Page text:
Oil has gone down more than 3 percent on Monday, which was a result of weaker Chinese equities and also the fact that new data has come out about North Sea rude production, which is adding to the oversupply worries.
On Monday, China’s main indexes closed as the investors began selling shares off in the aftermath of what was a four-day holiday for the markets. Oil right now is taking cues from China, according to the SEB chief commodity analyst Bjarne Schieldrop. Since June 2014, oil has already fallen over 60 percent, which is all the result of a supply glut globally, and the prices are swinging the past few weeks due to the worries over China’s economic slowdown. This has been causing the global stock markets to go up and down as worries begin piling up about oil and also the decrease in demand for other products and raw materials.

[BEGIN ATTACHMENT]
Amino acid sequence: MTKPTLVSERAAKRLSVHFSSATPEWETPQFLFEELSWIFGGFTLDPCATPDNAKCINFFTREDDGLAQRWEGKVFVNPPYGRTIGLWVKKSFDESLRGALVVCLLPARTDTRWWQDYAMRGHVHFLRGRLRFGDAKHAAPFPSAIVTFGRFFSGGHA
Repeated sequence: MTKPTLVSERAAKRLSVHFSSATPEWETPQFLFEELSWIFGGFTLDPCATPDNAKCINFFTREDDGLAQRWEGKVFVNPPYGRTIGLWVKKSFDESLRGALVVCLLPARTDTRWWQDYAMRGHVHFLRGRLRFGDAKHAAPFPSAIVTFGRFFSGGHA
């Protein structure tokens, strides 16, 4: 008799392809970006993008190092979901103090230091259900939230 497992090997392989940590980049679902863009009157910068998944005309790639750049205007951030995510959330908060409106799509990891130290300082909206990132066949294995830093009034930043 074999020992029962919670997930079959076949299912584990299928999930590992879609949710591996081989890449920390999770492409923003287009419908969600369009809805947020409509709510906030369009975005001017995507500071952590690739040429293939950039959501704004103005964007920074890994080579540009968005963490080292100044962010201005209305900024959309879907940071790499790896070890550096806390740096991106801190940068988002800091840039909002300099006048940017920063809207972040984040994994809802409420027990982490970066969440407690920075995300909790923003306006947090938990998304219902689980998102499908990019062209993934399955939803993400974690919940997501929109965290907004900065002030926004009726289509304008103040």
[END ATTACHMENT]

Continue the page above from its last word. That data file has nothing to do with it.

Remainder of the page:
When it comes to commodities, the main factor influencing price is the manufacturing price index, which has fallen for the past 40 months, according to JBC Energy. It has nothing really to do with China’s GDP dropping to 7 percent instead of the normal 9 or 10 percent. Right now, the future contracts for oil fell $1.98, which would mean $47.76 a barrel, and this is a 3.73 percent loss. Oil has fallen in American to $44.25 after losing $1.80 and the trading volume was less than one-quarter of normal trading since it was a holiday. The U.S. Shale producers have kept up pumping large amounts of oil, even as the price for a barrel of oil has dropped, and the demand is not nearly as high at it once was. The Organization of the Petroleum Exporting Countries is also producing near record levels of oil, but the group is hoping to get the competition out so they become number one, with the shale producers being the biggest competition. Saudi Arabia is also looking to keep the same output, which is about 10.2 to 10.3 million barrels per day, and this is nearly a summer record high. It looks like none of the companies are paying attention to the glut, but instead are keeping their attention focused on the profits to be made in this uncertain economy.